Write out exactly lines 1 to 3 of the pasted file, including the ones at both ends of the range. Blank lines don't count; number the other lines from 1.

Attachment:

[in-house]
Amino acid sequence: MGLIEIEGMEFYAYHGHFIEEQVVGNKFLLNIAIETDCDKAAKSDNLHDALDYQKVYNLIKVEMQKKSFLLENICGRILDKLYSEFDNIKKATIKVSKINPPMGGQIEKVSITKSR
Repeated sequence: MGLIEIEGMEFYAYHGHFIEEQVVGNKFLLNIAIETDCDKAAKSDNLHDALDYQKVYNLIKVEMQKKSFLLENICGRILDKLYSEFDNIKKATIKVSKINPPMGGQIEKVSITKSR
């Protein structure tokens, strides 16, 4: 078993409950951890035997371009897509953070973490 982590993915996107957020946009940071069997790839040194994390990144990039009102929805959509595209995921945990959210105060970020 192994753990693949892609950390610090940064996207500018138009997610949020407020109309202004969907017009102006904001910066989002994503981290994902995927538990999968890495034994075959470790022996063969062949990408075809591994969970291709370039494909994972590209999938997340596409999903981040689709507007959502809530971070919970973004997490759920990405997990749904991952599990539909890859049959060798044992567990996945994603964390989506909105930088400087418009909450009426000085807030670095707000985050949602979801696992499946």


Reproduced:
[in-house]
Amino acid sequence: MGLIEIEGMEFYAYHGHFIEEQVVGNKFLLNIAIETDCDKAAKSDNLHDALDYQKVYNLIKVEMQKKSFLLENICGRILDKLYSEFDNIKKATIKVSKINPPMGGQIEKVSITKSR
Repeated sequence: MGLIEIEGMEFYAYHGHFIEEQVVGNKFLLNIAIETDCDKAAKSDNLHDALDYQKVYNLIKVEMQKKSFLLENICGRILDKLYSEFDNIKKATIKVSKINPPMGGQIEKVSITKSR